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topic 41571p2

Converting from wet galvanizing to dry galvanizing

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A discussion started in 2006 but continuing through 2019

April 2, 2012

Q. Dear Dr. Cook,

I have one simple question.
Why consumption of Zn is calculated in MT / hour or MT / year for a dry zinc kettle.

As per me, it should be in Total surface area immersed / dipping and so on...
(In our case 5 MT can have different surface area in each dipping).

Can we calculate on same base?

- Ahmedabad, India

April 3, 2012

A. Mr. Shah:

I have just returned from a two week trip to three galvanizing plants putting old and new technology into these plants. Over inhibited stopped pickling and under inhibited caused very bad fumes in the plant, and short acid lifetimes. Bad inhibitors cause a whole range of problems. There is an easy and effective test for inhibitors and I have published it.

In my previous response in this thread to the question of 20% reject and excessive ash I reported likely bad flux. It is equally possible that something is wrong in the pickling (over inhibited acid causing no pickling or the acid is "spent" in which case testing the free acid content and the iron and zinc in the acid is required, or perhaps the acid is too cold). There are possibly as many as 10 reasons why there are so many rejects and such high ash. Keep in mind that is a website which can be useful, however real on-site WORK is REQUIRED to identify and solve the major problems that are submitted to this site.

Getting back to your question--The large galvanizing plant had a %GZU of 5.5%. Because of the very heavy steel (low surface area of the steel), I am sure that the %GZU is now between 3.0% and 3.5%. If you are a general galvanizer the simple way is to measure %GZU (which is based on steel weight rather than surface area of the steel).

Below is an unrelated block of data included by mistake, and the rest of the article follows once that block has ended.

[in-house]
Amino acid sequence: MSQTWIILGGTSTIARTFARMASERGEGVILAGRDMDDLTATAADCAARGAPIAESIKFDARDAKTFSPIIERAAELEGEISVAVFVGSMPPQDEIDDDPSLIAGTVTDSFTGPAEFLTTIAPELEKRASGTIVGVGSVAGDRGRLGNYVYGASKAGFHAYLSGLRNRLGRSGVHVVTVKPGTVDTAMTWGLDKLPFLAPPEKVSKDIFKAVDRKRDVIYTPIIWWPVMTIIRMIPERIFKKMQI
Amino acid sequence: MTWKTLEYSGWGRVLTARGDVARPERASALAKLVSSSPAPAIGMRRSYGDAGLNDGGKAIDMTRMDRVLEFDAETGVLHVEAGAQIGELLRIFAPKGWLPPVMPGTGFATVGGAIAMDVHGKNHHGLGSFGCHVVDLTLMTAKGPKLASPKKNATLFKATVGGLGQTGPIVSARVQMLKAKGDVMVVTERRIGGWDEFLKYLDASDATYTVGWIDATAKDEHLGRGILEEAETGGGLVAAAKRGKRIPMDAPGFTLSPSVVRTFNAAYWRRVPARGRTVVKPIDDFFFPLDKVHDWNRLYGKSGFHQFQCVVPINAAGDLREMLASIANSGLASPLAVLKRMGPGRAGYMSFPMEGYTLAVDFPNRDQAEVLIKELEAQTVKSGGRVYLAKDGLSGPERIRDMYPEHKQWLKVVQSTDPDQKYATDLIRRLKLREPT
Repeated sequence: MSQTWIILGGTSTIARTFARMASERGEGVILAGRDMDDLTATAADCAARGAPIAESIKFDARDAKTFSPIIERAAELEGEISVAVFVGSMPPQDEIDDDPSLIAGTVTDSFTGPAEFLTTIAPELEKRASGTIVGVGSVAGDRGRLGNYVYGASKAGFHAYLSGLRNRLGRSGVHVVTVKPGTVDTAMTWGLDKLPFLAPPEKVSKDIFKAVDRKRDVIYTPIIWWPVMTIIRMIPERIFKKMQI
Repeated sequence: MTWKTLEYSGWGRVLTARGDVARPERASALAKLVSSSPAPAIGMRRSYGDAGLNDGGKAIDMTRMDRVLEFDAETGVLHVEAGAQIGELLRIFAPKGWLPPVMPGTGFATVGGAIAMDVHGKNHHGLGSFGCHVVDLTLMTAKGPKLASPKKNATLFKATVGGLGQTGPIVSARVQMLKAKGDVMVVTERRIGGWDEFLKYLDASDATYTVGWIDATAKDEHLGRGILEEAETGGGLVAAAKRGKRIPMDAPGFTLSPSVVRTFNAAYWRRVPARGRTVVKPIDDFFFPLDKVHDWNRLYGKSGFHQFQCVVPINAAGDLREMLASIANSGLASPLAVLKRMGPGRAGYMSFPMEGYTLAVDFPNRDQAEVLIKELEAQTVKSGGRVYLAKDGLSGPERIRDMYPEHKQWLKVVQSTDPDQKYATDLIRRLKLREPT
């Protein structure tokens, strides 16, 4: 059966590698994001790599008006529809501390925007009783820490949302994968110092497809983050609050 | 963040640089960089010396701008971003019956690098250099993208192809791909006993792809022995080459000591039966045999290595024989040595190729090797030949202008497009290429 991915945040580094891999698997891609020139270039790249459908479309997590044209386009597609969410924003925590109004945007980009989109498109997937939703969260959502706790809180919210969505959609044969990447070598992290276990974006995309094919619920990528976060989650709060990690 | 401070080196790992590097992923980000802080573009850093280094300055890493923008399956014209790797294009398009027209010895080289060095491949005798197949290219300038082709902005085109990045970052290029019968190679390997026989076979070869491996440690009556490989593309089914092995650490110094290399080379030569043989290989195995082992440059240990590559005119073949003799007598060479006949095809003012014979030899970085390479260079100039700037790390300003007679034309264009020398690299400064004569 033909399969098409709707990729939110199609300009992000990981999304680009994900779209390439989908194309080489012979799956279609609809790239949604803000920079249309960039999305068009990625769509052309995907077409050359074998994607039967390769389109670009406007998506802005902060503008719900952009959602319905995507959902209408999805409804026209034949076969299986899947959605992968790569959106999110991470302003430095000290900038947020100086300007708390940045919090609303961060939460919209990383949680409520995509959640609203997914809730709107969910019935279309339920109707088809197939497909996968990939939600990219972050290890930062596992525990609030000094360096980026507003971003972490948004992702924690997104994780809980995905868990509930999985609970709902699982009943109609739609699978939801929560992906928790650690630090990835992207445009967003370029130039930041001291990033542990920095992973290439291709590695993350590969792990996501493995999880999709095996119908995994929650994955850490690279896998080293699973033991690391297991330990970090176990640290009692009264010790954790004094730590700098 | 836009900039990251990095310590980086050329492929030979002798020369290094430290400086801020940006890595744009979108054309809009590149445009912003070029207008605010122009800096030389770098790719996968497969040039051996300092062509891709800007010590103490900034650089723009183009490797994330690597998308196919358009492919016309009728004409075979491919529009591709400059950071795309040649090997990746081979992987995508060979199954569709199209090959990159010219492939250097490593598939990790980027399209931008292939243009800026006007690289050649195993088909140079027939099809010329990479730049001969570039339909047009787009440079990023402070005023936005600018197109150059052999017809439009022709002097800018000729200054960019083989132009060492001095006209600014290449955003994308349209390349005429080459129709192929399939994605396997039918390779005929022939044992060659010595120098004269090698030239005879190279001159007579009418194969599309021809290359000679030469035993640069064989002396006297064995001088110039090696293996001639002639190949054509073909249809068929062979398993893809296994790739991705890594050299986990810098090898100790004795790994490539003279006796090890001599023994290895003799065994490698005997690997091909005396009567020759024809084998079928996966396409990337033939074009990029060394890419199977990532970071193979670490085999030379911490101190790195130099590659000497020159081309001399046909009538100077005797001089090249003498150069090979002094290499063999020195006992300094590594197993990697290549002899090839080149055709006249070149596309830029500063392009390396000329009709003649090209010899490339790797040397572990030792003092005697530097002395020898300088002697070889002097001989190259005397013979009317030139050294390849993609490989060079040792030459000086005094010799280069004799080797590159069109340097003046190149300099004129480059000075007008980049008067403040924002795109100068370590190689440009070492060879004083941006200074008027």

Again %GZU = Total Zinc Consumed/Steel Galvanized times 100%
(No credits for dross or ash).


Dr. Thomas H. Cook
Galvanizing Consultant - Hot Springs, South Dakota, USA

April 25, 2012

Q. Dear Mr. Cook,

We are using different types of steel which contain different % of Si (0.22% in one and 0.04% in second). Should we care in immersion time of both materials in Zn kettle to avoid extra coating?

Also I have heard that immediate dipping after fluxing & drying in oven is preferable rather than any delay. Is it so? We have 10 to 15 mins delay due to change of fixture after drying. Is that the reason of "Splashing" in kettle? Should we change the sequence?


- Ahmedabad, India

April 25, 2012

A. Sir:

If you get a copy of the Sandlin curve, your question will likely be answered. Phosphorus is even more important than silicon.

I assume that you use HCl and the European fluxing system? If so your baumé is likely high (18 to 25) and your ACN is low (likely 0.6 to 0.9). Also the temperature of the flux solution is likely low (likely around 40 to 50C). Under these conditions even a drying oven is not effective. You likely also lack a good wetting agent.

From the other thread, you will notice that for an HCl plant you have up to one hour after fluxing before galvanizing is required. However if the pH is high and if the product is oven dried (corrosion is faster at a higher temperature) then zinc spatter and black (bare) spots are very likely. Also with the European fluxing system the cook-off time in the kettle is longer giving thicker zinc coatings on the product. I very much like the USA system of fluxing which avoids all these problems. It is a pleasure to answer your questions as best I can on the website.